Soulful Glory – Danielle Miraglia

DanielleMOriginally appeared in 23 June 2016 Seacoast Scene | Photo Credit: David Dyte

In bygone times, when radio was king and fans paid for music, one imagines Danielle Miraglia’s latest CD Glory Junkies bursting upon the airwaves in her home town of Boston. Carter Allen at WBCN would praise its Exile on Main Street esprit title song, gush over her soulful strut on “Warning Fair Warning,” and note the elegiac beauty of “Carmella,” written for her late grandmother.

That was then, and as the album’s penultimate song points out in its title, most people these days are “Famous for Nothin’.” A People magazine nip slip or YouTub lip sync gets more attention than actual music. “You gotta sink to the occasion,” laments Miraglia.

The cover features the singer-songwriter and guitarist snapping a deliberately ironic duck-lipped selfie. “People were like, why did she do that, it doesn’t look like her,” Miraglia said in recent phone interview, “and I’m like, ‘don’t you get it?”

This theme runs throughout the record, and is captured neatly on “Pigeons,” a spare song recorded near the end of sessions for the album in March 2015. With studio crosstalk between her and producer Tom Bianchi – also her husband – it’s sounds like an outtake, but it cut to the core of what it takes to make a living as an artist.

“All those stories of rock story glory that once felt attainable … hit with a wrecking ball,” she sings, then adds, “but the suntanned child in me still hopes for more.” That’s a good thing. Miraglia made two records before Glory Junkies, the bluesy Nothing Romantic in 2005 and 2011’s stripped down Box of Troubles, but the new disc out-rocks both,, and is her most fully realized effort.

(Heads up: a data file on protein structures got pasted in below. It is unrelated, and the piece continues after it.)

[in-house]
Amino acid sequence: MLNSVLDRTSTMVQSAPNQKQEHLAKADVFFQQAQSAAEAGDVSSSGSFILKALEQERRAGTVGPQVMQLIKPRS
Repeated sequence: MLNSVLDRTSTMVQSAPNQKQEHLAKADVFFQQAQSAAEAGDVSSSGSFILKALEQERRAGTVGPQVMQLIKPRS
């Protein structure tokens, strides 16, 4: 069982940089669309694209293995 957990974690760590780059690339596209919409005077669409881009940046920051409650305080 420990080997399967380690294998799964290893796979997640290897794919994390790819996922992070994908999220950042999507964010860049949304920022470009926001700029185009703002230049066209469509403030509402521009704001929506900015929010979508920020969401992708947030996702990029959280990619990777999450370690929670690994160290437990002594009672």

“My influences are rock ‘n’ roll, not folk,” Miraglia said; she grew up in Revere, Mass. listening to Guns n’ Roses and Rolling Stones cassettes on her Walkman. “What made me want to play music was the rock stuff, so it makes sense that I went in that direction. I still like the singer-songwriter stuff, too, but I wanted to make a rock record.”

With a degree in creative writing from Emerson College, Miraglia knows how to turn a phrase, as evidenced on the tender “Heat of the Win,” which uses her father’s Red Sox devotion as a metaphor for love and loss. “Carmella” captures with unflinching honesty her grandparents’ struggles and enduring love. Both recording the song and sharing it with her mother proved challenging.

“I have been so reluctant to record that song because my mother hadn’t heard it, and it’s such a personal story,” Miraglia said. “I actually had a little panic attack while I was doing vocals … I started getting where I couldn’t breathe.”

She sent the finished record to her mom, followed by a warning text. “She sent me this long text saying ‘I love the song – I can’t call you right now because I’m too emotional to actually talk, but I think it honored her and showed her side of the struggle … I think you honored her, and you honored Grandpa.’ It ended up being a really beautiful family moment.”

The best thing about Glory Junkies is its well-roundedness, with guest horn players, rocking viola, smart harmonies and a few licks from accordion player Michael Bergman. “My husband grew up with him,” Miraglia said. “He’s played with Yo-Yo Ma and done work with Francis Ford Coppola. He’s done really well for himself over the years.” Bergman emailed his contribution, and other contributors stopped by the couple’s home studio to do their parts.

When guest tracks were done, they spent the early months of 2015 fleshing out the record – and battling the worst winter in Boston’s history. “It was dreadful … making a record with my husband in between going out and shoveling out cars and trying to find parking spots in the city,” Miraglia said. “When I talk about the record I keep saying that it was a test of all relationships. If you could get through last winter with your spouse or your loved one, then it’s real.”

Danielle Miraglia
When: Saturday, June 25, 9 p.m.
Where: Portsmouth Book & Bar, 40 Pleasant St., Portsmouth
Tickets: $5 – see daniellem.com

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